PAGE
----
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ACLU: Let wrongfully convicted man spend last days at home

NEW YORK - The clock is ticking for Max Soffar, a Texas man dying of liver cancer who is on death row for a crime he says he didn't commit.

"It's your worst nightmare," says Brian Stull, a senior staff attorney for the American Civil Liberties Union (ACLU), who serves as legal counsel for Soffar. Stull, along with the ACLU and other members of Soffar's legal team, are putting pressure on Texas Governor Rick Perry to grant the 58-year-old clemency so that he can spend his last days alive at home with his wife.

Soffar has been on death row for 33 years for a robbery-gone-wrong at a Houston bowling alley in 1980 that left two employees and one of their girlfriends dead. There was no physical evidence that tied him to the crime - only a confession made by Soffar that he and his attorneys contend was one big lie.

Soffar was 24-years-old at the time of the crime, but because of a long history of brain damage and substance abuse, he had the mental capacity of an 11-year-old, according to the ACLU. He implicated himself in the bowling alley murders during an unrecorded interrogation by Houston Police that spanned three days.

"Everything in those statements that I made does not match the crime scene," Soffar told Texas Monthly in an interview from death row earlier this year. "It's all made up off the top of my head."

It's true, the ACLU contends; Soffar's statements didn't match up with other evidence in the case. Still, he was convicted by a jury in 1981 and was sentenced to death. Stull largely blames the conviction on Soffar's trial attorney - a man named Joe Cannon, who later became known as "the sleeping lawyer."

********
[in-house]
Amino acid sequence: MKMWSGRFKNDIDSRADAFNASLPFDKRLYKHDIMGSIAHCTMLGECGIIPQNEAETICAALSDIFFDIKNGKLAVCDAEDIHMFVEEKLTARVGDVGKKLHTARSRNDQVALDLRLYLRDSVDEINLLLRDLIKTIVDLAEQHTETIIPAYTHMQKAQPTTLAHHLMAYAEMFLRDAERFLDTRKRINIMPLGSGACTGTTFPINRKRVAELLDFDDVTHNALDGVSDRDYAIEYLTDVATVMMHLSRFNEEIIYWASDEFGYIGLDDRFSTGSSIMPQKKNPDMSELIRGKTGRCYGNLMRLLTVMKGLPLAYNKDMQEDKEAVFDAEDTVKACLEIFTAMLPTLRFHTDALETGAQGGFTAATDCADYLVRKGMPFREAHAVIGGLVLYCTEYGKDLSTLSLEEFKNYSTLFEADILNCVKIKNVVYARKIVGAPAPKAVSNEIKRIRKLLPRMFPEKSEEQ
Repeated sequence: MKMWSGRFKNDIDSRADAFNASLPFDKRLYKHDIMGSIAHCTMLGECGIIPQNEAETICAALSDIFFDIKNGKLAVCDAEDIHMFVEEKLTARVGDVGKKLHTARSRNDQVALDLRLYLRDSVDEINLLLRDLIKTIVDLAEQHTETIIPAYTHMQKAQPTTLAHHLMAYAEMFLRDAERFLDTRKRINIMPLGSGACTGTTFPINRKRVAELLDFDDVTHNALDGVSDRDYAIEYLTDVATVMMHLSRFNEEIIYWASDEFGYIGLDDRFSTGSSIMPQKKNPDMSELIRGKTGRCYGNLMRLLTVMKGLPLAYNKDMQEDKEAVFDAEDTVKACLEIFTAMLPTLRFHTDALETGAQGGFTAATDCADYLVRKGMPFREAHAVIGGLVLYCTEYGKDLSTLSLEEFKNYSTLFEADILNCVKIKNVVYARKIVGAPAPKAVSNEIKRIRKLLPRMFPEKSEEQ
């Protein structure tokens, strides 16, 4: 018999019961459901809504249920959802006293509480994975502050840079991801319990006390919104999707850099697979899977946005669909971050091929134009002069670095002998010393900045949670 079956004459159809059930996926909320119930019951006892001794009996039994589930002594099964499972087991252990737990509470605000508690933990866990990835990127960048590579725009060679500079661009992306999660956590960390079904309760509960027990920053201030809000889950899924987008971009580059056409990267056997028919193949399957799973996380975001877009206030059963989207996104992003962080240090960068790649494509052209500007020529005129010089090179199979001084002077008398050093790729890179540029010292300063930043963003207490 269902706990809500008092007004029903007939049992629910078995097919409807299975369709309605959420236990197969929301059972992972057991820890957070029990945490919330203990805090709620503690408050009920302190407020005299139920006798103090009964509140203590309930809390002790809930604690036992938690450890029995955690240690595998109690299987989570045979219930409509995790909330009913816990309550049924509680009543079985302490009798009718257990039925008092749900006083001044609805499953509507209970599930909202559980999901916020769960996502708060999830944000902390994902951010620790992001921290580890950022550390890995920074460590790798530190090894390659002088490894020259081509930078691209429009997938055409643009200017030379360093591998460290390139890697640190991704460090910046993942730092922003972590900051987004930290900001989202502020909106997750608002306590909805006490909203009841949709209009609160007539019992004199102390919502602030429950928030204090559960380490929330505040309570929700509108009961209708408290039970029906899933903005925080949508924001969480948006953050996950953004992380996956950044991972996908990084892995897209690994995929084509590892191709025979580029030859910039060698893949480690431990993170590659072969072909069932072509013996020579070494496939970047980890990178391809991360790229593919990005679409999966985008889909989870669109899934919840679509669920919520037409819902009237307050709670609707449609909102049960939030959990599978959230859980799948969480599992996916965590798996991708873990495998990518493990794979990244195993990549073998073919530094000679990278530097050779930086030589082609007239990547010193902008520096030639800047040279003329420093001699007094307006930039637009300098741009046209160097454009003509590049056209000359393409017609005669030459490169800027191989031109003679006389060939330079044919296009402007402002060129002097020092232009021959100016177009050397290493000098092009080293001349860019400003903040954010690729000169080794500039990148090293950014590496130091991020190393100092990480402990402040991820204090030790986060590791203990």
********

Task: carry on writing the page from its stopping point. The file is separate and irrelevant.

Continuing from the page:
In 2004, a federal court reversed Soffar's conviction, citing ineffective counsel.

Soffar went on trial for the second time in 2006 and was again convicted and sentenced to death. Stull blames the second conviction on the trial judge's refusal to allow evidence that another man - Paul Reid - likely committed the crime.

A petition for clemency filed by the ACLU earlier this year, alleges Reid, a serial killer who died in 2013 on Tennessee's death row, can be linked to the scene and confessed to the crime to one of his accomplices.

In 2008, a witness who worked at the bowling alley where the crime took place was shown a photograph of Reid from the 1980's and immediately identified him as a person they had kicked out of the bowling alley shortly before the murder, and who made threats to kill workers there.

The Texas Board of Pardons and Paroles recently denied Soffar's petition for clemency, claiming it cannot be granted since an execution date has not been set for him.

Andrew Horne, one of Soffar's attorneys, says they plan to file a response to the board on Tuesday asking them to set aside their procedural argument and consider the petition now.

Horne says he has also filed a federal habeas petition appealing Soffar's conviction, but he says it's possible that petition won't be settled in time; Soffar's health is deteriorating.

A letter was also sent to Texas Governor Rick Perry on behalf of Soffar's legal team earlier this month asking him to "show compassion" and grant Soffar's release. In a statement to 48 Hours' Crimesider on Monday, a spokesperson for Perry said, "The governor is taking the matter under consideration."

Barry Scheck, co-founder of the Innocence Project, says Soffar's "only hope to die at home lies with the governor."

In an op-ed last week in a publication of the Texas Tribune, Scheck writes, "Governor Perry, this isn't a question of politics, of being for or against capital punishment, or even of whether Max Soffar is guilty or innocent. It's a humanitarian appeal - an issue of mercy, compassion and human decency."

Scheck says nearly 30 percent of DNA exonerations involve false confessions and stresses that it should be mandatory that all interrogations be recorded.

Earlier this year, the Justice Department made it mandatory for the FBI and other federal law enforcement agencies to videotape interviews with suspects in most instances. It was already required in 24 states and 850 other jurisdictions.

Attorney Horne agrees that had Soffar's interrogation been recorded, the outcome likely would have been different.

"[Soffar] was clearly someone who was a brain-damaged young man with mental health problems," Horne says. "The evidence just simply isn't there to support a conviction."

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